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Labor Department to Limit Companies’ ‘Joint Employer’ Liability

April 1, 2019, 10:26 AM

The Labor Department today will roll out a proposal to shield franchisers and businesses that hire workers through staffing firms from liability for some minimum wage and overtime pay violations.

The DOL’s proposed regulation will update “joint employer” liability for minimum wage and overtime pay purposes. The department plans to weigh four factors—the ability to hire and fire, supervise and control schedules, set pay rates, and maintain employment records—to determine whether one company is a joint employer of another company’s workers, an official told Bloomberg Law.

The move marks the first “meaningful” update to joint employer liability since 1958, the official said. It’s meant to help businesses “ensure they clearly understand their responsibility to pay the federal minimum wage and overtime,” the official added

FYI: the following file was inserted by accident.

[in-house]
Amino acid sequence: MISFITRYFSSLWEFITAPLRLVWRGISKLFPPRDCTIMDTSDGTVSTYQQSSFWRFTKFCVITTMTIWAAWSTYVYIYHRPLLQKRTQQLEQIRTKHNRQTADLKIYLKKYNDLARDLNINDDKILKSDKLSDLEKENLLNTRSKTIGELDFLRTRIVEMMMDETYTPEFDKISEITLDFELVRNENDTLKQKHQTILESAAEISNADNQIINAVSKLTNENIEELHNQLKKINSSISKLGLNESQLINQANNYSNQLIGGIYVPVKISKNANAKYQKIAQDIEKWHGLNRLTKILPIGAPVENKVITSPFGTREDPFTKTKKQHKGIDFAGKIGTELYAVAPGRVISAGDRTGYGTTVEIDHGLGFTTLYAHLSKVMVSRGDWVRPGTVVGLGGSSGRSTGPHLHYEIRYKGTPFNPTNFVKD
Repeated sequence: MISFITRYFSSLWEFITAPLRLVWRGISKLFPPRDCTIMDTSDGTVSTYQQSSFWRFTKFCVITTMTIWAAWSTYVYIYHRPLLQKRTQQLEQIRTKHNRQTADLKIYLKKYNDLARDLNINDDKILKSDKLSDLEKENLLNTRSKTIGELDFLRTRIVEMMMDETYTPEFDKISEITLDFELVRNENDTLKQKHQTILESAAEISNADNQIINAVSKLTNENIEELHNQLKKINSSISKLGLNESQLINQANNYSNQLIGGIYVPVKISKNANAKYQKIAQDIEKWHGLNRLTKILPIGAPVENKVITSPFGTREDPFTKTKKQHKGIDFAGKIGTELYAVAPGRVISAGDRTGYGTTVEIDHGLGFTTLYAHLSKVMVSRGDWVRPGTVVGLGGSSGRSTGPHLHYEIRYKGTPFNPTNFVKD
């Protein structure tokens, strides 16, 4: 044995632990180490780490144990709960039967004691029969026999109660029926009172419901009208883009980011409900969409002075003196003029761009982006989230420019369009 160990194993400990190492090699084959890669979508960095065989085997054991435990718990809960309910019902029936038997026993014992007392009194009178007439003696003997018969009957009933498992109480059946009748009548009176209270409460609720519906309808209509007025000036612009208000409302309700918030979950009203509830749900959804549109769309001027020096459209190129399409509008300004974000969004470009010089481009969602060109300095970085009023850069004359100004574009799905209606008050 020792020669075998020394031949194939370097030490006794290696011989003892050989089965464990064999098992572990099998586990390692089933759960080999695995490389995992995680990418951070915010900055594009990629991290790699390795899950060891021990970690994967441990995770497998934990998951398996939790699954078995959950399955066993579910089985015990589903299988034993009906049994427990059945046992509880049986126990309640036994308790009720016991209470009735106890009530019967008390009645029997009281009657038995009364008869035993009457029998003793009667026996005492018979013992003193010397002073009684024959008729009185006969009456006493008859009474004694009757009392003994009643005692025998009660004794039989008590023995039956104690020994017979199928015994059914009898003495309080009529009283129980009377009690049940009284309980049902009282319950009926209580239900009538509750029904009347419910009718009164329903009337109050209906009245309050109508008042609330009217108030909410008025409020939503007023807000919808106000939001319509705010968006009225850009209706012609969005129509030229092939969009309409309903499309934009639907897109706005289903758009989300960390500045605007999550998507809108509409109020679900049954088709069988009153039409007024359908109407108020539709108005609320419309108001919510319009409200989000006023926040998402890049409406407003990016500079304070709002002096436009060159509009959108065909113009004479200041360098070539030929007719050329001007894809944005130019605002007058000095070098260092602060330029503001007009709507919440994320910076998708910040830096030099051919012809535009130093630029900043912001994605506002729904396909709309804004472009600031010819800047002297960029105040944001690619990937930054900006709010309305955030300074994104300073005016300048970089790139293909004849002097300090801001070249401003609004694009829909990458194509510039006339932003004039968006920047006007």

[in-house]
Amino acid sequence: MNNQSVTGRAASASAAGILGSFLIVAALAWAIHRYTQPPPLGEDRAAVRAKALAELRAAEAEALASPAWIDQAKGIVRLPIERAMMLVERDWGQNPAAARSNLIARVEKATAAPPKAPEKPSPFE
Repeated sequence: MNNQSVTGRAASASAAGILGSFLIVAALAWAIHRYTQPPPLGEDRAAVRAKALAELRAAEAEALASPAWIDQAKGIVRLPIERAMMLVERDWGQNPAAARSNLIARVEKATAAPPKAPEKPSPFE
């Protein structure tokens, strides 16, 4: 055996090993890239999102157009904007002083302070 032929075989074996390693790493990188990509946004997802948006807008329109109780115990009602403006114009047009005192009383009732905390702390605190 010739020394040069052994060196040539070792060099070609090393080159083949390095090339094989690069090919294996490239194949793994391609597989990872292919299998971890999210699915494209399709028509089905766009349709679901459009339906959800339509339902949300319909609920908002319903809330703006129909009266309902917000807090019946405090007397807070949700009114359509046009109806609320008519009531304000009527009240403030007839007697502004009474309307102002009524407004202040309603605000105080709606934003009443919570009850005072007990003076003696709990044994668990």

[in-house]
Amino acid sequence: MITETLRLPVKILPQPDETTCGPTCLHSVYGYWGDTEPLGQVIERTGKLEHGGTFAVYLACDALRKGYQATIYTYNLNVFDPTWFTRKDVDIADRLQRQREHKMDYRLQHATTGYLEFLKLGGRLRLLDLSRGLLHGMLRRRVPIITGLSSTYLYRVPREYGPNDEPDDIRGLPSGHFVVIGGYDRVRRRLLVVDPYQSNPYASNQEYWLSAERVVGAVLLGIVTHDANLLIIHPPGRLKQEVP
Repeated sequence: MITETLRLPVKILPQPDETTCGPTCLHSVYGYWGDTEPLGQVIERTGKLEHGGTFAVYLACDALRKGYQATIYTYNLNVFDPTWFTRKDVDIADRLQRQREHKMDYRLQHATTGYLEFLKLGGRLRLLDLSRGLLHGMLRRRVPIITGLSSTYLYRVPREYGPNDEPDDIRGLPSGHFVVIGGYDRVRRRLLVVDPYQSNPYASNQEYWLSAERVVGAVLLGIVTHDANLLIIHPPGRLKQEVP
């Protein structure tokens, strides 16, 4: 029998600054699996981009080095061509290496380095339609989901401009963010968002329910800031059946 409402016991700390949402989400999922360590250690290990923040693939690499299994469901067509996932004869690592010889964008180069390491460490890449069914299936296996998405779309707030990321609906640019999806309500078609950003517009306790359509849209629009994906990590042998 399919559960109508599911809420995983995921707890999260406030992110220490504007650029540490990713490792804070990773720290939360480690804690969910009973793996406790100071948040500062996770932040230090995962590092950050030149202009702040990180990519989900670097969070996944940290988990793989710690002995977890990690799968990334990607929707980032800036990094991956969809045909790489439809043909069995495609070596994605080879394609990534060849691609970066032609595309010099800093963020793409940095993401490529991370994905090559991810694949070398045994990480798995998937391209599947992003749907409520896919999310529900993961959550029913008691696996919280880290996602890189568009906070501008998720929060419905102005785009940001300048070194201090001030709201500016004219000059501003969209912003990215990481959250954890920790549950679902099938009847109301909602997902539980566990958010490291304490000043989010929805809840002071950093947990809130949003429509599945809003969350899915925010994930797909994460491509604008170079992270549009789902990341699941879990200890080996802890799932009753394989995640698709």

The proposal is another step back from an Obama-era approach to a controversial legal issue that’s entangled McDonald’s Corp. and Microsoft Corp., among others. The DOL and the National Labor Relations Board previously took an expansive view, saying that a company’s ability to indirectly control workers—even if that authority isn’t used—may be enough to establish joint employment.

Business lobbyists complain that makes companies potentially liable for workplace law violations against another business’s employees. Worker advocates say businesses often use complicated contract relationships to avoid pay, bargaining, and other responsibilities.

McDonald’s is the subject of ongoing NLRB litigation over whether the fast-food giant is a joint employer of franchise workers fired for participating in Fight for $15 demonstrations. Microsoft recently was embroiled in a debate over whether it’s required to bargain with software testers staffed by a third-party company.

The NLRB recently published a separate proposal to restrict joint employer liability for collective bargaining and unfair labor practices. The board generally would require a company to exercise direct control over workers to be considered their joint employer.

The proposed regulation’s potential impact isn’t clear. Some Labor Department officials say the DOL only has the authority to issue an “interpretive” rule that doesn’t have the same weight in court as other regulations.

To contact the reporter on this story: Chris Opfer in New York at

To contact the editor responsible for this story: Terence Hyland at